Oh no. They've killed South Park! Power cut leads to missed episode
Creators Trey Parker and Matt Stone miss their first air date in 240 last-minute deliveries
Tim Walker is The Independent’s Los Angeles correspondent, covering entertainment and other concerns from the West Coast of the US. He was previously a features writer and the editor of the paper’s diary column. His first novel, Completion, is being published in January 2014.
Thursday 17 October 2013
In these uncertain times, there is still one thing on which the American people believed they could rely: South Park. Yet for the first time in its 16-year, 240-episode history – and in a week rife with satirical possibilities – the animated comedy series has failed to deliver an episode on time, after a power cut scuppered production.
Since the first episode of South Park aired in 1997, its creators Trey Parker and Matt Stone have become known for their remarkably tight production schedule. Each episode is written, animated and recorded in the six days leading up to its broadcast, and delivered to the Comedy Central network just before deadline. This is in stark contrast to other animated series, which typically wrap several months before they are due on the air..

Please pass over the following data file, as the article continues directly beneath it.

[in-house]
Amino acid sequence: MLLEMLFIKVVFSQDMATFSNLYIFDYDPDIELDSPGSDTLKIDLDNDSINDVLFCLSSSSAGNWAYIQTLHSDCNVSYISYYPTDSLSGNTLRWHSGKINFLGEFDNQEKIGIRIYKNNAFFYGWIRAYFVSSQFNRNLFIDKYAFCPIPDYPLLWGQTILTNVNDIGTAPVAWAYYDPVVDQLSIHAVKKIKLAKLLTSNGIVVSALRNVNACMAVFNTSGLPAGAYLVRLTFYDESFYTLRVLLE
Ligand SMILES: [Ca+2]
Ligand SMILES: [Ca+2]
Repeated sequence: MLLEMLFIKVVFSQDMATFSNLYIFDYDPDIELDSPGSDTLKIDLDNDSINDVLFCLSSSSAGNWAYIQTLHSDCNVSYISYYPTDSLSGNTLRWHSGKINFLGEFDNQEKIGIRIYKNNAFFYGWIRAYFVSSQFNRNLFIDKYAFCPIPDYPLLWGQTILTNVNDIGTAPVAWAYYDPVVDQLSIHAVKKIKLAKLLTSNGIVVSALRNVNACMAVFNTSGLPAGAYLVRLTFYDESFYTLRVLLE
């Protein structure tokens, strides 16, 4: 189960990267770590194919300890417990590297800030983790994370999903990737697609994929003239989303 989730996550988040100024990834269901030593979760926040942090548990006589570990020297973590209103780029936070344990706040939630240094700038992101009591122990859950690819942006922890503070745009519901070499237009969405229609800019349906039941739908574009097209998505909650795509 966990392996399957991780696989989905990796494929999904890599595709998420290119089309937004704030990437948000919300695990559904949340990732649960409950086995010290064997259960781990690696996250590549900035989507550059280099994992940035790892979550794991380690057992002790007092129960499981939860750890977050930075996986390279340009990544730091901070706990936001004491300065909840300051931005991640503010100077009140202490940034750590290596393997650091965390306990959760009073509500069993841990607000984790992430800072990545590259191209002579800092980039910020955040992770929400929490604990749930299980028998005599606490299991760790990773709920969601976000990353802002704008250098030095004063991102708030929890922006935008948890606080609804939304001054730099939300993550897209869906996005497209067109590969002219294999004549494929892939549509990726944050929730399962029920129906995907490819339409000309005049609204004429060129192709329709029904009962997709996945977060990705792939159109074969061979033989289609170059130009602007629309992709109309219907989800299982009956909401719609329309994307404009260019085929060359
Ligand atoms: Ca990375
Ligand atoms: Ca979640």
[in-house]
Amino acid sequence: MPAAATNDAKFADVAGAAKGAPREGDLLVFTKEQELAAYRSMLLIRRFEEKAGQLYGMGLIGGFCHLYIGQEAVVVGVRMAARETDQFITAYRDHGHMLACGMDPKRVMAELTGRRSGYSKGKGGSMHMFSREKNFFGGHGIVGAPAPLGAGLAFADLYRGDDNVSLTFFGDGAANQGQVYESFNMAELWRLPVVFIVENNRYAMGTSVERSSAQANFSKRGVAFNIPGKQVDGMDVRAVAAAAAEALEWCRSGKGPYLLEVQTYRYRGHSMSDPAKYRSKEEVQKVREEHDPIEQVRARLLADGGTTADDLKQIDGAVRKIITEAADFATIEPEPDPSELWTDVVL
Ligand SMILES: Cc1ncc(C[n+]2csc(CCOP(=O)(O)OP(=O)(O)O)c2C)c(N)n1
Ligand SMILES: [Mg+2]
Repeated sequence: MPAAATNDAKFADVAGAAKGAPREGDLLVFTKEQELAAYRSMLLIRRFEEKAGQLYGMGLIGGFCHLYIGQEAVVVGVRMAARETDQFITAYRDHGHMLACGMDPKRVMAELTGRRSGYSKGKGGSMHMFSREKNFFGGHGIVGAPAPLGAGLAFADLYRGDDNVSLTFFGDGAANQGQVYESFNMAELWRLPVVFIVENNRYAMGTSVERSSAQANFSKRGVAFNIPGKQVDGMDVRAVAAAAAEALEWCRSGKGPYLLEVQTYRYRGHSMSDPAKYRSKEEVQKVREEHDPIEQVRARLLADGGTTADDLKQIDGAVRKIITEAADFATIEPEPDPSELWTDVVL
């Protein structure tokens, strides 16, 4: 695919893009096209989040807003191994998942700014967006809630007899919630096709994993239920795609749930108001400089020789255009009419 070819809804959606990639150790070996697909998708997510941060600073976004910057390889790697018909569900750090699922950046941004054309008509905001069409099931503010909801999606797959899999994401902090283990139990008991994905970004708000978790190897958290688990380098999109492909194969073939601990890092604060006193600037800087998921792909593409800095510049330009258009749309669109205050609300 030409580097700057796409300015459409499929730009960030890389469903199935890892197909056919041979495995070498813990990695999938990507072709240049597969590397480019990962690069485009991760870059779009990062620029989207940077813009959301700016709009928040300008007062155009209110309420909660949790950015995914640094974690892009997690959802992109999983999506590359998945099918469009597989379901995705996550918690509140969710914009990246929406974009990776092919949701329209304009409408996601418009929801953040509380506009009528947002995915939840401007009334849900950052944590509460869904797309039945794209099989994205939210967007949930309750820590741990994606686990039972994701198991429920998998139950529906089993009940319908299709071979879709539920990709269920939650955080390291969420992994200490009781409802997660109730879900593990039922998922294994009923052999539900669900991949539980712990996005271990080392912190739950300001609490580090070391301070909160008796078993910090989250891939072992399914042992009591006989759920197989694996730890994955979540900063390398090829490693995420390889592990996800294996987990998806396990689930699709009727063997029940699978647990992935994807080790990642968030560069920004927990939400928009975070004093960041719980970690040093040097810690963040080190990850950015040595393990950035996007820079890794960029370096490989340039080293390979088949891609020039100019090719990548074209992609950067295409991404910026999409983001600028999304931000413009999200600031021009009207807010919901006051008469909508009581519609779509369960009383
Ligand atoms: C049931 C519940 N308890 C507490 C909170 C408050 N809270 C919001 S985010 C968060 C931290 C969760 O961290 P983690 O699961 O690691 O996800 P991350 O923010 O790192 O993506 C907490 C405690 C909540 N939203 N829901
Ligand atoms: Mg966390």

Comedy Central revealed that South Park Studios in Los Angeles had suffered a three-hour power-cut on Tuesday. “From animation to rendering to editing and sound, all of their computers were down for hours and they were unable to finish episode 1704 “Goth Kids 3: Dawn of the Posers” in time for air tonight,” the channel said.
South Park recently started its 17th series, drawing 4.3 million US viewers to the season premiere. Until this week, Parker and Stone had never blown a deadline. “It sucks to miss an air date,” Parker said, “but after all these years of tempting fate by delivering the show last minute, I guess it was bound to happen.”
In a recent interview with the CBS news programme 60 Minutes, the show’s producer Anne Garefino said she tried to persuade Stone and Parker to alter their working practices, but, “they’re always thinking ... if they just don’t put it down until the very last minute, they’ll get the best, the funniest, the smartest thing in there.”
The strategy has paid off in the past, for example in 2003, when an episode featuring the capture of Saddam Hussein was broadcast three days after the real event.
The delayed instalment will be replaced by a repeat of the 2001 episode “Scott Tenorman Must Die”, recently voted fans’ second favourite.
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